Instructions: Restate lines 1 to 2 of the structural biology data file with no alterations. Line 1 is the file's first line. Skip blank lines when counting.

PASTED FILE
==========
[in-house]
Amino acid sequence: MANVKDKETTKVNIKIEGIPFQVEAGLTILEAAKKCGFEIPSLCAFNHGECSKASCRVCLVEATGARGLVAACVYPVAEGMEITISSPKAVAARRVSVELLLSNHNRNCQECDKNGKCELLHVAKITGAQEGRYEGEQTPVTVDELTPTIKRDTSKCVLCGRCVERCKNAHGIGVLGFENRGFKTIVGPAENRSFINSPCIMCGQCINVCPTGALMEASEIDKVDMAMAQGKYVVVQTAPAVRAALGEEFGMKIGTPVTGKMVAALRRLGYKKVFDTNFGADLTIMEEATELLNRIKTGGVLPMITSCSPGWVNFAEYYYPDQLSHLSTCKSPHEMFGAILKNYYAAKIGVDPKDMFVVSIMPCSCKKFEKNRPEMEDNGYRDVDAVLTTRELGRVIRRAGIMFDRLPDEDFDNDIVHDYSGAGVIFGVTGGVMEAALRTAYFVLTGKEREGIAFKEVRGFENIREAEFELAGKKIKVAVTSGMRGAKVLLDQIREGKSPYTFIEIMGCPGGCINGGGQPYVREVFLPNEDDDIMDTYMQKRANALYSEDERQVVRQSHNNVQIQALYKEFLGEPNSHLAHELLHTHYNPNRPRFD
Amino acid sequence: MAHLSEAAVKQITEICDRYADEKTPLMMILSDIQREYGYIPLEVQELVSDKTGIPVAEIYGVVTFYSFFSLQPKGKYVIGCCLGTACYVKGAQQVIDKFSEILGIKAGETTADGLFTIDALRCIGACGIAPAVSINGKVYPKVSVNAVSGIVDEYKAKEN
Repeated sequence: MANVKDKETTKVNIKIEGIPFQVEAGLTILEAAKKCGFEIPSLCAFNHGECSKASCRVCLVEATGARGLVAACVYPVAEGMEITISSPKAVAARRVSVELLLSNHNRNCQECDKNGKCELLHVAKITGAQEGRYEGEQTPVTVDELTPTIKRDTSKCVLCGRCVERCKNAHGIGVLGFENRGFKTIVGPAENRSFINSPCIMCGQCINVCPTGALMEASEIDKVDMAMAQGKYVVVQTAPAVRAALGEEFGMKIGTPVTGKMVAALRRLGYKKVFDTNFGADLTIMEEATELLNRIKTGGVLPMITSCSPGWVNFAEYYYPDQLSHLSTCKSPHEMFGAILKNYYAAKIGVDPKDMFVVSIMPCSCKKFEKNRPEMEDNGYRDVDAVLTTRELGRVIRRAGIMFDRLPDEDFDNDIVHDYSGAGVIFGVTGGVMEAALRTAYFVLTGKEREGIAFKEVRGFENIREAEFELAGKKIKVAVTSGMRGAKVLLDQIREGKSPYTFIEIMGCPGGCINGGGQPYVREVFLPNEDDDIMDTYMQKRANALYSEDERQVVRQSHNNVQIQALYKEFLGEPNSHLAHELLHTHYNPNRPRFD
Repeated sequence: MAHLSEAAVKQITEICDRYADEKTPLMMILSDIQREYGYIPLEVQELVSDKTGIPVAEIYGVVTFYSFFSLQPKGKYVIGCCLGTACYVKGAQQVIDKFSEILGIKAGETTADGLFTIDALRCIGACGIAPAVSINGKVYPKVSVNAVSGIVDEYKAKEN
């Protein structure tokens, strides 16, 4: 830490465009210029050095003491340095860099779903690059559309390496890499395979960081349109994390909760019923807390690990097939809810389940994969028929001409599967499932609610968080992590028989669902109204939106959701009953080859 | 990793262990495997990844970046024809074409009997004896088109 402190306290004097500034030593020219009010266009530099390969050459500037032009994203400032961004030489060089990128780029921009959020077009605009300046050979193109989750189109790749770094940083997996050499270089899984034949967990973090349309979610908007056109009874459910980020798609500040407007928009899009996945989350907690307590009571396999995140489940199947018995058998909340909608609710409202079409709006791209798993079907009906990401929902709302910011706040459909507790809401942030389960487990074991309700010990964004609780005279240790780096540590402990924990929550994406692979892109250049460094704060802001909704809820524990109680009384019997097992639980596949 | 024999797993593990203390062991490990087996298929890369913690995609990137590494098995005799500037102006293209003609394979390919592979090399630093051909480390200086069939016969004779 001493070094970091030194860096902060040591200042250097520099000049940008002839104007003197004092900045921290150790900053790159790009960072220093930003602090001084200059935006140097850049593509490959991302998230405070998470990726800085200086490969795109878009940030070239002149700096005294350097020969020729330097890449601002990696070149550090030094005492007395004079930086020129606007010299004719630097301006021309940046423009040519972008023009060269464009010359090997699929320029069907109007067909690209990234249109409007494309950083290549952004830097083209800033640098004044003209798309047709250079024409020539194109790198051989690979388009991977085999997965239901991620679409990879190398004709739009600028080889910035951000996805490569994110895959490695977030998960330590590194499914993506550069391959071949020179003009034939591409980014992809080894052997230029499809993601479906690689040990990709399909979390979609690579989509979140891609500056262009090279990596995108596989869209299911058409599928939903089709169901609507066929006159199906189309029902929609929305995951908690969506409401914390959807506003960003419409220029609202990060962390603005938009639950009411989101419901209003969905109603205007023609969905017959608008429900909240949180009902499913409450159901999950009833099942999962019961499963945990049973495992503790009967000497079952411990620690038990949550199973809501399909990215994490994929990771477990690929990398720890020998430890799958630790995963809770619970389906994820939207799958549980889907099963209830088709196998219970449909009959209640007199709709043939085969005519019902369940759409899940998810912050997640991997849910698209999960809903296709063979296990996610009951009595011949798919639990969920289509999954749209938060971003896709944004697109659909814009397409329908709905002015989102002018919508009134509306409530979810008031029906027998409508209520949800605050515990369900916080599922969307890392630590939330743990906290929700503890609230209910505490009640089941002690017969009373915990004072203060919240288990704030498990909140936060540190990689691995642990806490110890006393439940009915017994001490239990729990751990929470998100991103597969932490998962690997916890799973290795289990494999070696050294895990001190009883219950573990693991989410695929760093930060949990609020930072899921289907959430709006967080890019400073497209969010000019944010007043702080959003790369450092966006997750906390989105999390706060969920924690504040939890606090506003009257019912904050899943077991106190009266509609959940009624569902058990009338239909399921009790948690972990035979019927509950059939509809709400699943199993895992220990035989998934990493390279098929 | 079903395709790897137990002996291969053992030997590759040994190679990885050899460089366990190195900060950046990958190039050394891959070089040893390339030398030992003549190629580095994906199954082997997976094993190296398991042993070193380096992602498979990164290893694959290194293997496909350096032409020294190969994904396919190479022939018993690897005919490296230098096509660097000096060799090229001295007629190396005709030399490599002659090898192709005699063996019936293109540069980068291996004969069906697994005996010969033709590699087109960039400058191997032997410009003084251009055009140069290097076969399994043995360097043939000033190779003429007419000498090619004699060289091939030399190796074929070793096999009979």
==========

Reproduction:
[in-house]
Amino acid sequence: MANVKDKETTKVNIKIEGIPFQVEAGLTILEAAKKCGFEIPSLCAFNHGECSKASCRVCLVEATGARGLVAACVYPVAEGMEITISSPKAVAARRVSVELLLSNHNRNCQECDKNGKCELLHVAKITGAQEGRYEGEQTPVTVDELTPTIKRDTSKCVLCGRCVERCKNAHGIGVLGFENRGFKTIVGPAENRSFINSPCIMCGQCINVCPTGALMEASEIDKVDMAMAQGKYVVVQTAPAVRAALGEEFGMKIGTPVTGKMVAALRRLGYKKVFDTNFGADLTIMEEATELLNRIKTGGVLPMITSCSPGWVNFAEYYYPDQLSHLSTCKSPHEMFGAILKNYYAAKIGVDPKDMFVVSIMPCSCKKFEKNRPEMEDNGYRDVDAVLTTRELGRVIRRAGIMFDRLPDEDFDNDIVHDYSGAGVIFGVTGGVMEAALRTAYFVLTGKEREGIAFKEVRGFENIREAEFELAGKKIKVAVTSGMRGAKVLLDQIREGKSPYTFIEIMGCPGGCINGGGQPYVREVFLPNEDDDIMDTYMQKRANALYSEDERQVVRQSHNNVQIQALYKEFLGEPNSHLAHELLHTHYNPNRPRFD